Though clearly superior in defeating Monmouth on Saturday, Kentucky gave its ever-anxious fans reason for concern. Because:
▪ Leading scorer Kevin Knox made only one of nine shots. The freshman also committed seven turnovers, the most by a UK player since Isaiah Briscoe had seven against South Carolina last Jan. 21.
“It wasn’t one of his better performances, but that’s fine,” UK Coach John Calipari said of Knox. “It’s good for the soul to go 1-for-9.”
By good for the soul, Calipari said he meant that such shooting can galvanize the mind toward making improvements. He then said he hoped Knox learned something about shot selection.
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“If you go 1-for-5, would you keep shooting jumpers?” Calipari said. “Or just keep going to the basket till they foul you or (you) get a basket?”
Clearly, Calipari would want a player to opt for driving to score or draw fouls. Knox chose to shoot jumpers.
“So you end up going 1-for-9, which is what he did,” Calipari said. “It’s a great lesson for him.”
▪ Kentucky committed 19 turnovers, the second-highest total of the season. UK had 22 against East Tennessee State.
“My guess is 10 or 12 of them are unforced,” Calipari said. “They’re not even forced turnovers. It’s not like they put us in a bad position. They were just ... we gave them the ball, and we’ve got to stop it.”
▪ Monmouth outscored UK 45-39 in the second half
“We started the second half — you ready? — no pass-shot, no pass-shot, one pass-shot, no pass-shot,” Calipari said. “And they had visions of being back in Vegas in the AAU. ‘My team is up 23. I’m just going to start shooting balls.’”
UK had one basket in the first four-plus minutes of the second half. In that time, Calipari made three substitutions.
“We’re still not capable of going 40 minutes,” the UK coach said.
With this, Calipari added a warning.
“I worry about us going into league play,” he said. “And every game is going to be up or down five (points). It’s not going to be 20. They’re all going to be wars. I’m not sure we’re ready to play a 40-minute game.”
‘Next man up’
Point guard Quade Green left the game early in the second half.
“He got poked pretty good in the eye,” Calipari said. “His eye is shut right now.”
A sprained left ankle sidelined Sacha Killeya-Jones. He did not practice two days in the week leading up to the game.
Calipari did not sound alarmed by Killeya-Jones’ condition.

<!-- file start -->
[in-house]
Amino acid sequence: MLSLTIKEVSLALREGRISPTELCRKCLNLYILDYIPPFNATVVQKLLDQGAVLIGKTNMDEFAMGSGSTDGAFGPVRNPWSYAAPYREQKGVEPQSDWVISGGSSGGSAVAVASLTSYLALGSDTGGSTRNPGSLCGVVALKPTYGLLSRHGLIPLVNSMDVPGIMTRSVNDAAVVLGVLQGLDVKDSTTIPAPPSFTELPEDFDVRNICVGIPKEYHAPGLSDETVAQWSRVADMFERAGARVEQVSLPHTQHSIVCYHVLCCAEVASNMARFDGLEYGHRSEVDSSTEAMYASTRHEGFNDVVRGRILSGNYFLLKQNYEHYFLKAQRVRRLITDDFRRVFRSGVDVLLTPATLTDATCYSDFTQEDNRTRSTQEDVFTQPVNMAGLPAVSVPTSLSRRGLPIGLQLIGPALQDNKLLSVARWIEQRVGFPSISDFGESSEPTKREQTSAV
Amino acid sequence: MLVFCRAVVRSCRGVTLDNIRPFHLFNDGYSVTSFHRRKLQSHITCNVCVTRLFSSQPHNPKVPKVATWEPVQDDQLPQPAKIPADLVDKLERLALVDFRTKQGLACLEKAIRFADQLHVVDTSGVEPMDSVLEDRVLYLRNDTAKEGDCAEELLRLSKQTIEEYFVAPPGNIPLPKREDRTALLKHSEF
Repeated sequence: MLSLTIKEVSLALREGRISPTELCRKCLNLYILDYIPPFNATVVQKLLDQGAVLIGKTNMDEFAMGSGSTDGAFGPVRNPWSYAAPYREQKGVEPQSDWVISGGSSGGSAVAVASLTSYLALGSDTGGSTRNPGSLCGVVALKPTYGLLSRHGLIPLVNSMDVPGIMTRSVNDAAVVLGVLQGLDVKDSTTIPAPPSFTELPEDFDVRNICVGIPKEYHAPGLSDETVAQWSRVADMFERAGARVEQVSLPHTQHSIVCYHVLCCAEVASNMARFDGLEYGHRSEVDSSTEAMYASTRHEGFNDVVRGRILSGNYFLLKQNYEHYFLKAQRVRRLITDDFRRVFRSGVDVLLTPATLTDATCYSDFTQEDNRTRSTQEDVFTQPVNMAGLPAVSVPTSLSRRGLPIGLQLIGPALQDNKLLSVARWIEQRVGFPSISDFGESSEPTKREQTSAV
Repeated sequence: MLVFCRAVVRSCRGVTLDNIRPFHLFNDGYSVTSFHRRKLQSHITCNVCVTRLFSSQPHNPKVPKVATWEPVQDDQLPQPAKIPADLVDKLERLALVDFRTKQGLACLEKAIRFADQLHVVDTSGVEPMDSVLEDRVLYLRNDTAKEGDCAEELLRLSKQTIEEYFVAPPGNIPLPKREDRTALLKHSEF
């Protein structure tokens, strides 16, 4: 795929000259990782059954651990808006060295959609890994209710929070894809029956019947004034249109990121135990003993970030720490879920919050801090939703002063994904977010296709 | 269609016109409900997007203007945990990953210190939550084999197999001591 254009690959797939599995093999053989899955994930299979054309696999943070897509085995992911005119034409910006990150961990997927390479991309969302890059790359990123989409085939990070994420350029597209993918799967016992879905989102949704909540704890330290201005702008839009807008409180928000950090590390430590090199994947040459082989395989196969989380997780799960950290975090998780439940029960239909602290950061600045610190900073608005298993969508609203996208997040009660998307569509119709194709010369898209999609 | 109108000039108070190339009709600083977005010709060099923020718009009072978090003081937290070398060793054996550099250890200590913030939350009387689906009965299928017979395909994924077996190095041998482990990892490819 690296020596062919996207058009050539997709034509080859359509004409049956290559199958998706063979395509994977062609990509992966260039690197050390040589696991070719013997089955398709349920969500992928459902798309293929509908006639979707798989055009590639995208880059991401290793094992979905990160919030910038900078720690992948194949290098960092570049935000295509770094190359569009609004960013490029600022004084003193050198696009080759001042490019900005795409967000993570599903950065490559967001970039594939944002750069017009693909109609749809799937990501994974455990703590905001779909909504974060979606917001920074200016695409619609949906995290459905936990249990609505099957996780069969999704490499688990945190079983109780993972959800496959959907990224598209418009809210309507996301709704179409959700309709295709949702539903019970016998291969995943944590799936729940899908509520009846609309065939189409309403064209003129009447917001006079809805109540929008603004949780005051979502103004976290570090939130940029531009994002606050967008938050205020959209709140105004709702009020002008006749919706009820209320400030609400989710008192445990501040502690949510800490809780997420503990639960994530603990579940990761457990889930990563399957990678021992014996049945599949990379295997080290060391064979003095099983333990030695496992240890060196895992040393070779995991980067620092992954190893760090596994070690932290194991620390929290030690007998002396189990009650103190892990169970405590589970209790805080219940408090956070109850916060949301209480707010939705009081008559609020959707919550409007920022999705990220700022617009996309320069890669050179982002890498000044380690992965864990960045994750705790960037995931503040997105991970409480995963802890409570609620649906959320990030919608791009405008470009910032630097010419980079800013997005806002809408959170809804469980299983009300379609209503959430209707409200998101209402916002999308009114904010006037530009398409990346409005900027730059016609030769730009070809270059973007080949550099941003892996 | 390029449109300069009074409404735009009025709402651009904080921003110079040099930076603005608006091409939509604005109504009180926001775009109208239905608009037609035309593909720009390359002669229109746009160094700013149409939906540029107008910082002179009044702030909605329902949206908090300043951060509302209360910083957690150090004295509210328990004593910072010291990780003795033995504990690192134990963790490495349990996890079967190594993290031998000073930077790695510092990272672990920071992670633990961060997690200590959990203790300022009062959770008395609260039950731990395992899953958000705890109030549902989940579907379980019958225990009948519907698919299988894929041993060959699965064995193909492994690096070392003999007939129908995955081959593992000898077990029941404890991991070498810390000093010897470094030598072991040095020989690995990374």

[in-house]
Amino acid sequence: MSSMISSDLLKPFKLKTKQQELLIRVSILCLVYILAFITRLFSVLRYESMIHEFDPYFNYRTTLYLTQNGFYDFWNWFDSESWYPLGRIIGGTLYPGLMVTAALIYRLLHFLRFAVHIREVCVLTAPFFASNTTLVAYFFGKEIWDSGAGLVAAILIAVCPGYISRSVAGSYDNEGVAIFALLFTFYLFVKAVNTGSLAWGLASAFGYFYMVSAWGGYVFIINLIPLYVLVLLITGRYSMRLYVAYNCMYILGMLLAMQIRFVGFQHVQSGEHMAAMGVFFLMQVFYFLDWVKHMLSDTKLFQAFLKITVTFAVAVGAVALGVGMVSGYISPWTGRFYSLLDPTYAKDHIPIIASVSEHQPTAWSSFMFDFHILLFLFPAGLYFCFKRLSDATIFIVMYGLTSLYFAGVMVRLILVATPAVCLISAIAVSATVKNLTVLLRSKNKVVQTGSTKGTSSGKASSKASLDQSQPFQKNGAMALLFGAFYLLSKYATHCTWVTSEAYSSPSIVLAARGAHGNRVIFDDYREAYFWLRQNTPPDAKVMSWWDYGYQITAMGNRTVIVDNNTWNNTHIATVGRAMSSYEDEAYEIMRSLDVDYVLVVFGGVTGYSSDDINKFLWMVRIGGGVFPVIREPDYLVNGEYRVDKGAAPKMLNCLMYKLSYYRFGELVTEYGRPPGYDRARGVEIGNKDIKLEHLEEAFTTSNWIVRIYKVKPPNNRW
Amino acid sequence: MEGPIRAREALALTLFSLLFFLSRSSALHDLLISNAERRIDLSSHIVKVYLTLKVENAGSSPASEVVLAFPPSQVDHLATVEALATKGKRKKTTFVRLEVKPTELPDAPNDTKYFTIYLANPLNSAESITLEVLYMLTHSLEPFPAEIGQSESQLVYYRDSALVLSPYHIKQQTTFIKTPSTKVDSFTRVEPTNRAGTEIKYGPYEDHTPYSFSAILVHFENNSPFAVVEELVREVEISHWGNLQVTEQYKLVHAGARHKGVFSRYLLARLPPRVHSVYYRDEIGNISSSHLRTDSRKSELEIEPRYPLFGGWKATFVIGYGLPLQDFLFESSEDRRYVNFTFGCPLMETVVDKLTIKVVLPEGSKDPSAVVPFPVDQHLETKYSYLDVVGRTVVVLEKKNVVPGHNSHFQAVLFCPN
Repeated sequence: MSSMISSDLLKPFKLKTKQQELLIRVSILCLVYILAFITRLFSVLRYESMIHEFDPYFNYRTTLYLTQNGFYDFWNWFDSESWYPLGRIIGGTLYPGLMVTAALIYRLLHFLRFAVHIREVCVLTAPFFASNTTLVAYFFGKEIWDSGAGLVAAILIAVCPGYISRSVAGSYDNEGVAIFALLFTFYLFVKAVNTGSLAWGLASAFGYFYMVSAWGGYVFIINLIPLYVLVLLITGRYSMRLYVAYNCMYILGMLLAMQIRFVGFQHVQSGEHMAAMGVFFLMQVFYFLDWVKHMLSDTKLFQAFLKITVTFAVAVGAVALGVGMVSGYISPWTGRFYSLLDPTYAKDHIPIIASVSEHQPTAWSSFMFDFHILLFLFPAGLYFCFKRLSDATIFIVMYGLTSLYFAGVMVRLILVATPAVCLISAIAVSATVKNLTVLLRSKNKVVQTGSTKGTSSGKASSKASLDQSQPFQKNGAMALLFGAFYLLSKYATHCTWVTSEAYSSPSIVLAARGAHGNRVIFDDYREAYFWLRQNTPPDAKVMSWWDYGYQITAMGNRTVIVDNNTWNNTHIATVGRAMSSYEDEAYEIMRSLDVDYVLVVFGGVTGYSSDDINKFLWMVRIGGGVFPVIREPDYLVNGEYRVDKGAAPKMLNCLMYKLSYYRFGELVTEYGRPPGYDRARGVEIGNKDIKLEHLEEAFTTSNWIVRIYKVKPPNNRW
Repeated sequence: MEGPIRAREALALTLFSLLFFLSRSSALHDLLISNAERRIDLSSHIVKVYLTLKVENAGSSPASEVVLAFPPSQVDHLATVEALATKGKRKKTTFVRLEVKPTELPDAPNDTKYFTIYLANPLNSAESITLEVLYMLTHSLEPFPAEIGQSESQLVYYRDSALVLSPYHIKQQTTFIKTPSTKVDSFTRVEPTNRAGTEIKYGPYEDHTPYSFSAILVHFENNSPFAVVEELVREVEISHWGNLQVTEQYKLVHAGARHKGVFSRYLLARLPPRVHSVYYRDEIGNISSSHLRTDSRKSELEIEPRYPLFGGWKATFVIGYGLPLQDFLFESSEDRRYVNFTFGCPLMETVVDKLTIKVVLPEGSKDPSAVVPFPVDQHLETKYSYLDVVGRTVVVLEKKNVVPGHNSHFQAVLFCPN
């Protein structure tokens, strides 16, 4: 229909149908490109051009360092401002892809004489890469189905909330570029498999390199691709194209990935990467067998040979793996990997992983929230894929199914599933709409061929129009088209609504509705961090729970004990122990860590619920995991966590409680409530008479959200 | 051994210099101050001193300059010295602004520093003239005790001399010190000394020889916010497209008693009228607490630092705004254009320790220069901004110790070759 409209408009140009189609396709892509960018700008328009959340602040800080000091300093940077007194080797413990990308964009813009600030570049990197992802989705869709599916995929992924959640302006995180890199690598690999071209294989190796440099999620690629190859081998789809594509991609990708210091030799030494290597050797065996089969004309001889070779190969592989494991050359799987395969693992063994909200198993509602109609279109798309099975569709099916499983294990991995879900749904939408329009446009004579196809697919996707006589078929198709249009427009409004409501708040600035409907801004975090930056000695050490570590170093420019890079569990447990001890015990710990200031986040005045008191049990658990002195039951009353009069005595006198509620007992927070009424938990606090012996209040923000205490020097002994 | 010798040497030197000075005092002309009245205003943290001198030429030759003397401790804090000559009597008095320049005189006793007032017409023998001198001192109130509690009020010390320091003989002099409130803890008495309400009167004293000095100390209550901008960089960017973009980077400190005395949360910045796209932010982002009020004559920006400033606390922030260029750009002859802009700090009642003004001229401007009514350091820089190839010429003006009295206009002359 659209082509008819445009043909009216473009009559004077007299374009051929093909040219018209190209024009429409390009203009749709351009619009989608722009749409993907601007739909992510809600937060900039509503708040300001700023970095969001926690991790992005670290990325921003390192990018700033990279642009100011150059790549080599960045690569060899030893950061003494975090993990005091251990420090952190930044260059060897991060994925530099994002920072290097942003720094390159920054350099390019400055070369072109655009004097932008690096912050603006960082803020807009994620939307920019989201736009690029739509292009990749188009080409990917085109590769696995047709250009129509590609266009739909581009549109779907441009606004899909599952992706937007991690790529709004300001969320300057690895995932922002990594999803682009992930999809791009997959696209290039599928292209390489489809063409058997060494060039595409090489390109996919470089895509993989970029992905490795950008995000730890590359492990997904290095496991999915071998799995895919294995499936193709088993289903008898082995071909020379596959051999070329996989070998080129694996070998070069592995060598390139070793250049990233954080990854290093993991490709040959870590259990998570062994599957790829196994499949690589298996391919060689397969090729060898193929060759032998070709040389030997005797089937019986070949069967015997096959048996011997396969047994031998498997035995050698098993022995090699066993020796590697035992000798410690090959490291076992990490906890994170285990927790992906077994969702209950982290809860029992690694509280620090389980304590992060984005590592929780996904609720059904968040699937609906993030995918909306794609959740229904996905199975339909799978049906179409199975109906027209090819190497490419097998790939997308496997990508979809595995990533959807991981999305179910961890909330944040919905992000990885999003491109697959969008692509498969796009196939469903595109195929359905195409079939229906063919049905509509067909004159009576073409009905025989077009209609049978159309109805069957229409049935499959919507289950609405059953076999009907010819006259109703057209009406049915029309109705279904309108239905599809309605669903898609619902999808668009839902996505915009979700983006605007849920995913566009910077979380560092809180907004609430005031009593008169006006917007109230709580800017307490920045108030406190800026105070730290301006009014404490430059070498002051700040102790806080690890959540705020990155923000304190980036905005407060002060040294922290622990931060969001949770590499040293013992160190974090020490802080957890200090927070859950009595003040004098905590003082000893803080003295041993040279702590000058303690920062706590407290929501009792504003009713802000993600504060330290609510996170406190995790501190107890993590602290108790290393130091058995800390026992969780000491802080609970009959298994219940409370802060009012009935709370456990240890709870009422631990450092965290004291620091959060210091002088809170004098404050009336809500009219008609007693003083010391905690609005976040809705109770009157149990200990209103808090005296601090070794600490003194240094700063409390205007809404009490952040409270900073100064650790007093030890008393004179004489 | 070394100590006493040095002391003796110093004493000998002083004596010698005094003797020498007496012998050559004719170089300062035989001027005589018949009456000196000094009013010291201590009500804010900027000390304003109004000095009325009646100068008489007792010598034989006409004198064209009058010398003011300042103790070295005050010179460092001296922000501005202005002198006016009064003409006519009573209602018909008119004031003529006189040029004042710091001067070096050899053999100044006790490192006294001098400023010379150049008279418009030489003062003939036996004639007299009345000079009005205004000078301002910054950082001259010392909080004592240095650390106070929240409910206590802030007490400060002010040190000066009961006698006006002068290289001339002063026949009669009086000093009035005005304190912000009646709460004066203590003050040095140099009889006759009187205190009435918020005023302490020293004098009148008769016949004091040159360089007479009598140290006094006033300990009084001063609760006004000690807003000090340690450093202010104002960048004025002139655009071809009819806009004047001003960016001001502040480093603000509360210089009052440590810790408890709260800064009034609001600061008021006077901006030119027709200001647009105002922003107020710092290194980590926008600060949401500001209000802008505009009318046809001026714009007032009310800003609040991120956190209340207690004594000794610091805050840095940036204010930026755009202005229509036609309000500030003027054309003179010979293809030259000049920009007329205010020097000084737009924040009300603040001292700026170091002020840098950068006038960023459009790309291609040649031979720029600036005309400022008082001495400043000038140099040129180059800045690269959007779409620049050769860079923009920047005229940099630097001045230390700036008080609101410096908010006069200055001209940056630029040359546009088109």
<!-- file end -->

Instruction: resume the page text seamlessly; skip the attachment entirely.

“Doc said the kid wasn’t comfortable,” he said. “I said, fine. Next man up.”
That man was redshirt sophomore Tai Wynyard, who equaled career highs of 12 minutes and four points. His six rebounds doubled his previous career high.
New York Yankees General Manager Brian Cashman, a native of Lexington, attended the game. So did new Yankees manager Aaron Boone.
Calipari tweeted a picture of himself with Boone and Cashman.
“I talked to them after (the game),” Calipari said. “We talked trades and different things.”
Calipari said he discussed Giancarlo Stanton with Boone and Cashman. “We’re going to get that one done,” he said as New York-based sportswriters chuckled.
SEC Commissioner Greg Sankey attended the game. Afterward, he planned to go to Newark to watch Florida play Cincinnati on Saturday night.
Former UK All-American Kevin Grevey attended the game as a scout for the Los Angeles Lakers. Like Sankey, he planned to go to Newark afterward to watch Florida play Cincinnati.
Former UK assistant coach Barry Rohrssen also attended the game. Rohrssen was Manhattan’s head coach from 2006 through 2010. When asked what he was doing, he said he was “between successes.”
The video boards also showed Karl Towns Sr. and former NFL player Cris Carter at the game.
In noting more difficult games to come, Calipari said UK would next be playing “Virginia Tech, UCLA, Louisville. We have tough games.”
He pronounced Louisville as Lewis-ville, which prompted laughter in the postgame news conference.
Madison Square Garden was barely half full. The attendance was announced as 10,438. The Garden has a listed capacity for basketball of 19,763.